• End of season performance, finishing strong: Over his last 5 starts of the season, Odorizzi managed a 0.722 whip on the back of 10.9 SO/9 and only allowed the following line, .116/.198/.221. His opponents over that span? The playoff chasing Twins, Yankees, Red Sox, and the Orioles on two occasions.
  • Tweaked delivery may have led to success: Many credit the dominant ending to the season (allowing more than 3 ER on 1 occasion in the second half) to how...

“Odorizzi came out of the All-Star break, throwing exclusively from the stretch in hopes of simplifying his delivery. The change paid instant dividends, as Odorizzi had his best game of the year when he started using it against Oakland: a seven-inning, one-hit gem (the lone hit being a solo shot by Khris Davis) on July 17” []

  • Few Red Flags: Unlike Arrieta, Odorizzi’s velocity is smooth as could be year-over-year and actually saw a slight uptick at the end of the 2017 season, as shown here courtesy of Brooks Baseball
  • Spread the Wealth, Strength in Numbers: Money saved (up to $84M) can be re-allocated to chase other needs and other free agents, and also the cost of prospects to acquire Odorizzi would be evident, it’s unlikely that it would be anywhere near an $84M valuation.

Brewers Jake Chase: The Case against Odorizzi

  • Needs to put it all together, no guarantees: Arrieta (per Fangraphs) managed a 2.4 WAR in 2017 and Steamer projects 2.8 for 2018 while Odorizzi managed 2.0 WAR or above from 2014 through 2016 but only managed 0.1 WAR in 2017 and Steamer projects 0.9 WAR for 2018.
  • Always seems to have issues that stop him from making 32 starts: As an example in 2017, Odorizzi suffered a freak foot injury in August. May just be unlucky, but he does have a track record of it now. Odorizzi did manage 187.1 innings on one occasion, which is fairly close, and it could be argued that Odorizzi’s arm was not the issue preventing him from managing 200 IP, which bodes well for an acquiring team.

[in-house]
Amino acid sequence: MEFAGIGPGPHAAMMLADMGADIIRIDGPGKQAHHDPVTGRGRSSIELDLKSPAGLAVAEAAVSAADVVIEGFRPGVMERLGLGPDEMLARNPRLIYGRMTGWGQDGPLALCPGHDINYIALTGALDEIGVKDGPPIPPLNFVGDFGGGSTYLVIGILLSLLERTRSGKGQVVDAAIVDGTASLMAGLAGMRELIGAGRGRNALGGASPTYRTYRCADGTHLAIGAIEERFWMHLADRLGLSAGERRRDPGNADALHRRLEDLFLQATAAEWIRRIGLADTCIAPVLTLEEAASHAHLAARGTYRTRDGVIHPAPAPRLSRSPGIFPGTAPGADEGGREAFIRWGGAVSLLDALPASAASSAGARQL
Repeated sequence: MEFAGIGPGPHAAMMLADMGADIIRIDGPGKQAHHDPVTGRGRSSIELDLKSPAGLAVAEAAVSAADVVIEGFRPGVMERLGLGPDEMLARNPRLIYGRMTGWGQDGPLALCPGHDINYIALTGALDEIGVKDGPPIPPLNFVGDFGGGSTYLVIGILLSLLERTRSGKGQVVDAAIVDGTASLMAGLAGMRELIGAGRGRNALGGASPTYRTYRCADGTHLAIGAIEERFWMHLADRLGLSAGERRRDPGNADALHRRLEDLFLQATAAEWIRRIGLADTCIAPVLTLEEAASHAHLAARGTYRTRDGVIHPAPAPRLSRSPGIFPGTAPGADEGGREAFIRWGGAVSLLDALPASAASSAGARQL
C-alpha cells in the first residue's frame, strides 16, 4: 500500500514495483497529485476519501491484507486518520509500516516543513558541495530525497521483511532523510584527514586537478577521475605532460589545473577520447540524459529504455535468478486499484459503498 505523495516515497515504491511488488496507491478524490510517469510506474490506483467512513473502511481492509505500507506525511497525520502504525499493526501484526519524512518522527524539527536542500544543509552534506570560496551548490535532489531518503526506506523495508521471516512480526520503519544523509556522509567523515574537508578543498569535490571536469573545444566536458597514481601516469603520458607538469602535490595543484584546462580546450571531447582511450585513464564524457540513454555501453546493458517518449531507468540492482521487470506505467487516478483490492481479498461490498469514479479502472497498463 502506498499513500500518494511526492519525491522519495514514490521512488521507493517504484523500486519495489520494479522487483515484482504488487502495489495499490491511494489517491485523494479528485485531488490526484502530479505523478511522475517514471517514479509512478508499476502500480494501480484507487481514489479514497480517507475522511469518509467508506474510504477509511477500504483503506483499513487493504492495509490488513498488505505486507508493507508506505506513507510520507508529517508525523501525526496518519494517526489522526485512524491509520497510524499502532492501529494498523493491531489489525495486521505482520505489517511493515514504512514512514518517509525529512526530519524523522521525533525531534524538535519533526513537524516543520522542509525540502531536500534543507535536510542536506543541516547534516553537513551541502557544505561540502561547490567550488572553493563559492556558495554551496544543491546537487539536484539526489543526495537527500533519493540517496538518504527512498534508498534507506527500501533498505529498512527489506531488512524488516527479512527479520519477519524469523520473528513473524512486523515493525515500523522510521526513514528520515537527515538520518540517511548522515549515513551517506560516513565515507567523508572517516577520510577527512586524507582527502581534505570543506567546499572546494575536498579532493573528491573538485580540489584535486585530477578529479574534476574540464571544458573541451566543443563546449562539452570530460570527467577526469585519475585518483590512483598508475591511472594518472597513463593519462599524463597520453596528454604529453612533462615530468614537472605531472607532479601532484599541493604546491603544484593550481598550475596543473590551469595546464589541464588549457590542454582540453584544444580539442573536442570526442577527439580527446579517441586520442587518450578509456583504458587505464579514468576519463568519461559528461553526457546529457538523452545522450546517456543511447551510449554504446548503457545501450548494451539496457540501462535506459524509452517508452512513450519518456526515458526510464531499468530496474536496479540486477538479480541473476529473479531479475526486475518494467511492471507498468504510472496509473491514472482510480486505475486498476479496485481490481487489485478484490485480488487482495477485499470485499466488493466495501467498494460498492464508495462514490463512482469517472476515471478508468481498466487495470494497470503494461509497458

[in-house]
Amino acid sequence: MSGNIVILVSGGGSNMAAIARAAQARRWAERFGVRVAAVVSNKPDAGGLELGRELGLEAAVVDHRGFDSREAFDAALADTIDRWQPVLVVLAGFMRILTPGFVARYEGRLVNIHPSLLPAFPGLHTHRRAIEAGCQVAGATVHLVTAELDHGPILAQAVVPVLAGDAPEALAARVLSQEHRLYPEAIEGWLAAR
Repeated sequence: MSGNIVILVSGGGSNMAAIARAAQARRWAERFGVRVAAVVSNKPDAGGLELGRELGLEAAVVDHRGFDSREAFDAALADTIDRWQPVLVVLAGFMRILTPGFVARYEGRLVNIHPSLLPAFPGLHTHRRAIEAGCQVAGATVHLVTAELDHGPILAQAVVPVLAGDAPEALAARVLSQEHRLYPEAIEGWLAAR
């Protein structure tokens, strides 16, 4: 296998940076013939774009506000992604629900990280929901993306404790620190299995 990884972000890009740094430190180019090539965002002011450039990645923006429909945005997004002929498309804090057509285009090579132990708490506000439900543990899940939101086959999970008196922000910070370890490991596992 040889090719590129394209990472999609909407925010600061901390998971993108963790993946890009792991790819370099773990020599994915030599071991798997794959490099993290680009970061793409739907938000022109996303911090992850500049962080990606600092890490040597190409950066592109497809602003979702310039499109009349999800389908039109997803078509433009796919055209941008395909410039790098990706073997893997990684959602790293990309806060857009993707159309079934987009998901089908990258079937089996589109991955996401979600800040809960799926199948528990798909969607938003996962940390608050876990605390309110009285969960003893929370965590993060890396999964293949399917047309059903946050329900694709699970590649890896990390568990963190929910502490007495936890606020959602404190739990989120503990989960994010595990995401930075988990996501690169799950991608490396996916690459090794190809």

• Pedigree and Presence: The most glaring difference between the Jakes is the pedigree - one having been there and done that, the other hasn’t, and it’s unlikely Odorizzi would be able to take on as prominent a leadership role as a result - something that could, however, be rectified by the re-allocating of that approx $84M saved to bring in another veteran arm, something which also add the always needed depth during a long season

Summary of stats for both Jakes for 2017

  • Arrieta: 168.1 IP, 8.7 K/9, 2.9 BB/9, 72.8% LOB, 45.1% GB%, 14% HR/FB
  • Odorizzi: 143.1 IP, 8.0 K/9, 3.8 BB/9, 72.5% LOB, 30.6% GB%, 15.5% HR/FB
Colorado Rockies v Milwaukee Brewers
The racing sausages
Photo by Tom Lynn/Getty Images

Jake vs Jake: The Vedict

As we all know, prospects are known to break hearts, and money is a whole lot more a sure thing - and much more liquid a commodity - than prospects.

With that in mind, along with the flexibility it would afford the Brewers in being able to add other pieces and react to needs as the season goes along, the Odorizzi side tends to have more merit than the Arrieta side.

This isn’t to say that today Odorizzi is the better pitcher or that he would out-pitch Arrieta. It’s that his cost over the next 2 seasons (approx $16M) and minimal risk due to terms, along with additions made with savings more than make up for the prospect cost of acquiring Odorizzi and difference in performance between him and Arrieta.

If you were Brewers ownership and asked for a $100M/4 yr paycheck signature to sign a 31 yr old pitcher vice having to deal 2-3 prospects to land another similar, albeit slightly lower, performance for a cost of $16M/2 yrs, which would you sign off on considering the track record of pitchers who sign deals in their 30s (like David Price with the Red Sox)?

It’s not an easy decision overall, but operating with some caution in this case may be worthwhile. I’m not going to touch on which prospects would be headed to the Rays since it also depends on whether or not other piece(s) head to MLW, but the Brewers do have a deep system with many intriguing prospects the Rays are sure to have interest in.

Chasing the Wrong Jake

The Brewers, if the reports are correct, may be chasing the wrong Jake, and may be better off working out a deal with the Rays this offseason.

After all, if the MLBTR top 50 predictions is correct, the Brewers would be able to bring in Addison Reed ($36M), Brandon Morrow ($24M), and bring back CC Sabathia ($24M) with the money saved by foregoing the signing of Jake Arrieta.

A dominant pen and depth in rotation may be much more valuable to the Brewers than the presence of Arrieta, and it could also result in the Rays finding a landing spot for Odorizzi. With a system that includes many prominent outfielders (Brinson, Ray, Phillips, Lutz), surely a deal can be made that helps both teams get what they need to better compete in 2018.